Who is Ali al Amine and why was he attacked by Hezbollah

By SETH J. FRANTZMAN

On April 22, 2018 Ali al-Amine (Amin علي الامين), a Lebanese politician and journalist was attacked and hospitalized. He was a candidate for the Shbeana Haki (شبعنا حكي) or “we are fed up” list.

He is a candidate for the May 6 elections in Lebanon in the 3rd southern district (South Lebanon. III- Nabatiyah, Bint Jbeil and Marjeyoun-Hasbaya). He was attacked in his home village of Chaqra which is north of Bint Jbeil and west of the Israeli border. He was apparently attacked by dozens (reports say 40) while hanging banners for his campaign. He was taken to Tibnin hospital. He claimed that the assault was carried out by Hezbollah activists. “My whole body has been hit by a bunch of thugs, and this is what I put on the face of the president and the election watchdog,” he said.

Amine’s List said it was a “blatant and humiliating [attack during] elections that are supposed to be democratic, and this reflects the failure of the de facto forces and their acceptance of any change in their areas.”

He has been in the news before, not least because he writes and interviews as a journalist. Al-Arabiya wrote about him in 2016. “Al-Amine is the torchbearer of the Al-Amine family, one of the most prominent Shiite families in Lebanon.” The article claimed that Amine had written about Hezbollah loses in Syria that year.  In 2014 his house was attacked by Hezbollah supporters.

Amine’s list “we are fed up”

His list has a Facebook group, link here. 

Amine has a twitter account here. 

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The Daily Star

And The Daily Star reported that the list was put forward on April 7, providing a list of candidates for the district. Lorientlejour.com also provides a map and list of the candidates. They provide a long profile of Amine. It notes that he is opposed to the hawkish “fascist” Hezbollah which styles itself the “resistance.”  It goes on to note he is “The eldest son of the Shia ulama Mohammad Hassan el-Amine, he was raised in the tradition of Shiite Amelite: the original Lebanese Shiism, in perfect symbiosis with the Lebanese particularity – or that tends to be it -, and which is based on a clear distinction between politics and religion…Amelism converges with the tradition of Najaf, where Ali el-Amine was born and remained until his six years.” This would indicate he was born in Iraq.

Amine in his own words

“We are witnessing an uprooting of the Shia identity, in its Lebanese, Arab and generally Muslim sense, and the genesis of another identity,” Amine says. “The end of the models of erudite and progressive scholars, exploring the currents of thought of left.” The piece claims that his family home in Chaqra was damaged three times by Israeli shells. He accuses Hezbollah of reaching for a kind of dictatorship in Lebanon, of the sort that has taken place in Iran.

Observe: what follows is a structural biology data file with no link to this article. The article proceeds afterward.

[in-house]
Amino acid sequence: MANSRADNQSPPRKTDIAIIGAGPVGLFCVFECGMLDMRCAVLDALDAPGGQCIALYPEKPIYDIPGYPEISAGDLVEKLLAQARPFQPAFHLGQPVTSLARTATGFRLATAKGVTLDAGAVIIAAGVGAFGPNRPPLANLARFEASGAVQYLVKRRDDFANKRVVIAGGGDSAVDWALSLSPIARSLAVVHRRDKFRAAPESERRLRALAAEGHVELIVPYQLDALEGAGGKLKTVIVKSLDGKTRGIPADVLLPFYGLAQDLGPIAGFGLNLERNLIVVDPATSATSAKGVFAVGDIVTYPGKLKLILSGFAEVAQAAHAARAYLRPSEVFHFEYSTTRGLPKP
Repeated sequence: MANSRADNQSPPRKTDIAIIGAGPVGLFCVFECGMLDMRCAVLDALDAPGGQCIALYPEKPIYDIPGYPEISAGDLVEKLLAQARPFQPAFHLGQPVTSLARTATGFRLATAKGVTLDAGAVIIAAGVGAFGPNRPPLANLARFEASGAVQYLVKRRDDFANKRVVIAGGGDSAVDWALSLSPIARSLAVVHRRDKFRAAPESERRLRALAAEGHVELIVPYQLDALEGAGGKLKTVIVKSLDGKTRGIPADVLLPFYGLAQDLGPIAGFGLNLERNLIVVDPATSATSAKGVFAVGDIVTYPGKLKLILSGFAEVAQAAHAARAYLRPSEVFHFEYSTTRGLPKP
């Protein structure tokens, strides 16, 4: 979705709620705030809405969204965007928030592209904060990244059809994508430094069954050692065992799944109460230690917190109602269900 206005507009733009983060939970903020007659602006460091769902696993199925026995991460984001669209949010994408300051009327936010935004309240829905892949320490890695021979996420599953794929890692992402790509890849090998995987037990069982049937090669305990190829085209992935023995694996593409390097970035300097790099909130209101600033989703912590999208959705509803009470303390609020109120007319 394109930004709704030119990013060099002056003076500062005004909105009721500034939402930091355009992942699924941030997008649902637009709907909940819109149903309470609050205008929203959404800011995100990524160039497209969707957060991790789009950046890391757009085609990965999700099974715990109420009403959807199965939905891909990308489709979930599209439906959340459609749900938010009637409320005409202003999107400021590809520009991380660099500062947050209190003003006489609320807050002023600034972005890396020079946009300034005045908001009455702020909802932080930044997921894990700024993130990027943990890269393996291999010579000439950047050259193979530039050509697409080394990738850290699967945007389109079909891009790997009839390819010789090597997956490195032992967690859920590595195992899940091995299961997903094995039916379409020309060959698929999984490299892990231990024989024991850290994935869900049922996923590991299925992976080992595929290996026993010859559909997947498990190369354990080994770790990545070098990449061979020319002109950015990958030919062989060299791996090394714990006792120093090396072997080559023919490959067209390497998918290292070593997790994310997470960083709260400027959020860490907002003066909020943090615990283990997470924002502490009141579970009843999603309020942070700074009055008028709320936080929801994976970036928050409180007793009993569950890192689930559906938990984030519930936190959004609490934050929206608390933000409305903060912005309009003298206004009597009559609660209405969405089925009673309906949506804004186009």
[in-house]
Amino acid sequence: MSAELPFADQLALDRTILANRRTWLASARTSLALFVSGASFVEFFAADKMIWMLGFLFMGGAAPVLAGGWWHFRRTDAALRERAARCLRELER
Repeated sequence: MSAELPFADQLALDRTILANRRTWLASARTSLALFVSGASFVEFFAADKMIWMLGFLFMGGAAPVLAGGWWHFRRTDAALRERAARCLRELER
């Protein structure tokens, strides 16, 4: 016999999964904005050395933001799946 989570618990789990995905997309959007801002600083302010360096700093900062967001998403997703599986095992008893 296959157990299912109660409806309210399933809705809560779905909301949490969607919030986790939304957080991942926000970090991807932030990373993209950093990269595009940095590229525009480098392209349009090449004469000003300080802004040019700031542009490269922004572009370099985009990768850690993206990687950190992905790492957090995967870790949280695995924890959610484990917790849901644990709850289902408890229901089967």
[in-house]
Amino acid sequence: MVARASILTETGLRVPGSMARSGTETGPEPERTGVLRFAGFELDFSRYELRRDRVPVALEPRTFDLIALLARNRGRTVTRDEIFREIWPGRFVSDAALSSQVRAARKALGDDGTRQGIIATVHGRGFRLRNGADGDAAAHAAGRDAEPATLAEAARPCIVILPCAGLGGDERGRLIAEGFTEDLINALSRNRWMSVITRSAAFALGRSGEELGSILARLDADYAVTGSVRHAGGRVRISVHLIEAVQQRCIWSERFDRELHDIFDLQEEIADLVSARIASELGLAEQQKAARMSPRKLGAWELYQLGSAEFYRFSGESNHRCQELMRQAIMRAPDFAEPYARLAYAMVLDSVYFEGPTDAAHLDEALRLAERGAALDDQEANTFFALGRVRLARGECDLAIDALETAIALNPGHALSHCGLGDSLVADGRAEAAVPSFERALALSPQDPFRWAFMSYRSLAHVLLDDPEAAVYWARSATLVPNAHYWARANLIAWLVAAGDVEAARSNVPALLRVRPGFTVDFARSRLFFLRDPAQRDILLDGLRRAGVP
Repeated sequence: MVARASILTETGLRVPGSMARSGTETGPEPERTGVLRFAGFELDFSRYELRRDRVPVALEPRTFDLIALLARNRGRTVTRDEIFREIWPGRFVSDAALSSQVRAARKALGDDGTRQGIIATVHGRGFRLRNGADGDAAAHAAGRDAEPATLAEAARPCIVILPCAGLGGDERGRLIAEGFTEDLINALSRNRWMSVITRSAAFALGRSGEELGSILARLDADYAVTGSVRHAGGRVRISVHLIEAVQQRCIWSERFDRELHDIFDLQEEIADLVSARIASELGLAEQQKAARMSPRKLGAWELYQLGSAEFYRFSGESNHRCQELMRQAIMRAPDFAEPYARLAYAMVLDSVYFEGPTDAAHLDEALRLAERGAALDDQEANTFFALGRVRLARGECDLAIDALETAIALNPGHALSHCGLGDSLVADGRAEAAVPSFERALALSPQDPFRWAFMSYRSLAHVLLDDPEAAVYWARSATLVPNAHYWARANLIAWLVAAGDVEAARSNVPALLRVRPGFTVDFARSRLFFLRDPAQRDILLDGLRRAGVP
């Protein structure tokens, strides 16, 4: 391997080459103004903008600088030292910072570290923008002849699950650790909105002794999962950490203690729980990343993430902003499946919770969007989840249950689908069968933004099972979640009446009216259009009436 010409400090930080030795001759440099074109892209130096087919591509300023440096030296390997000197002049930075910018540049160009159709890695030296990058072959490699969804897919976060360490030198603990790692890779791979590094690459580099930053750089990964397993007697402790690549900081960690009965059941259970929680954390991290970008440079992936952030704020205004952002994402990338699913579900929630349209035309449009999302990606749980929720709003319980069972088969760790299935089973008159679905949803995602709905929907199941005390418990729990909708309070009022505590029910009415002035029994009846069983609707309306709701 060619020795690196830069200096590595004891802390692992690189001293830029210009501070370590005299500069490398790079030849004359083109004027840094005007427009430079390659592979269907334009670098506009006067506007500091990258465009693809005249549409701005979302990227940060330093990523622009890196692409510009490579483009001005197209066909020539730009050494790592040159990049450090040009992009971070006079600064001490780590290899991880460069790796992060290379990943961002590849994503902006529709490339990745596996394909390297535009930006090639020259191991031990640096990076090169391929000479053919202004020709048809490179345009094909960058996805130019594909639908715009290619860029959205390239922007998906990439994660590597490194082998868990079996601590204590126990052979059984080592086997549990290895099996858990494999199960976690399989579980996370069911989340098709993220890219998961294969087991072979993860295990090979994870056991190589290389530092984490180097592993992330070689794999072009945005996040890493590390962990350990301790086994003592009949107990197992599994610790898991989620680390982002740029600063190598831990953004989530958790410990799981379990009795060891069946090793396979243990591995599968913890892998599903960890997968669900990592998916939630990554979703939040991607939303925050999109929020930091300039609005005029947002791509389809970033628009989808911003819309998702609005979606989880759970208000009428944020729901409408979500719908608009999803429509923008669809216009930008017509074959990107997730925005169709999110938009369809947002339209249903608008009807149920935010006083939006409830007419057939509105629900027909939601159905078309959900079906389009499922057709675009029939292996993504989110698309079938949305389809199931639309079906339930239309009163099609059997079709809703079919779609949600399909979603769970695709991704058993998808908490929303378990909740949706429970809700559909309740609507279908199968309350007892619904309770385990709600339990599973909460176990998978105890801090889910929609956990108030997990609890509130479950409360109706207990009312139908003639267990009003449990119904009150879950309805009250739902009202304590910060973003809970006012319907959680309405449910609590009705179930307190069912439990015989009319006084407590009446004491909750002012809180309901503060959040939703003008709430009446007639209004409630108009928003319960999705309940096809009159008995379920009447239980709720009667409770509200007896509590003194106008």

In a longer interview at Janoubia he also discussed the attempt by Hezbollah to campaign under the guise of “resistance” and the need for opposition. He accuses Hezbollah of “consolidation of the situation of tyranny.” He goes on to note: “The battle of the south of the election on the importance of the electoral issue, different from the rest of the Lebanese regions, is the battle to prove the right of political presence in the face of the trend of [monopoly by Hezbollah], which is practiced against the southerners in the name of ‘resistance’ and on behalf of the unity of the community, while the main purpose of these slogans is to prevent diversity in the south that He expresses himself politically and at different levels.”

In 2017 he had also written about the difference between Hezbollah’s propaganda tours of the south and his own view that it was used as an excuse and distraction when Lebanon should be trying to progress economically, like Israel.

He was very critical of Hezbollah in the days leading up to the attack. In an interview on April 18 he lashed out. “There is an organic link between the weakness of the state and the presence of Hezbollah. The party’s interest in the strategic sense – in case it does not participate in power – is always to say that this country is corrupt and weak.”

Outrage

The attack on Amine has caused outrage in Lebanon, particularly among fellow journalists and opposition to Hezbollah.

For instance Hanin Ghaddar writes “thugs beat up Ali Al Amin in his hometown . . Al Amin, who’s running agst Hezbollah in the South, was just admitted to the hospital. He is in a bad shape, but will hopefully recover and continue his noble and peaceful fight against these terrorists.”

 

And Luna Safwan writes “All the support goes to Lebanese Candidate and journalist Ali Al Amine, who’s running against Hezbollah in his town Chakra (South Lebanon), he was just beaten up by some Hezbollah thugs for hanging his own picture on a wall.”

Antoine Haddad, a politician with the Democratic Renewal Movement and an ally of Lebanese Prime Minister Saad Hariri, posted about the attack on Amine on Facebook, calling it “brutal” and saying “democracy cannot coexist with armed groups.” Amine is a candidate in the parliamentary elections scheduled to take place on May 6. Journalist Diana Moukalled tweeted solidarity for Amine against the “barbarism of Hezbollah.” Abbas Hodroj, a student, posted a photo of Amine in hospital and alleged that Iran’s Islamic Revolutionary Guard Corps had a role in the attack. Larissa Aoun of SkyNewsArabia also condemned the attack as an example of “pressure, harassment and violations against opposition candidates.”

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As the election season heats up there will be other controversies.

 

 

 

On April 19 Lebanese parliament speaker and head of the Amal Shi’ite movement Nabih Berri said he was nonplussed that Saad Hariri had toured south Lebanon “without coordinating.”

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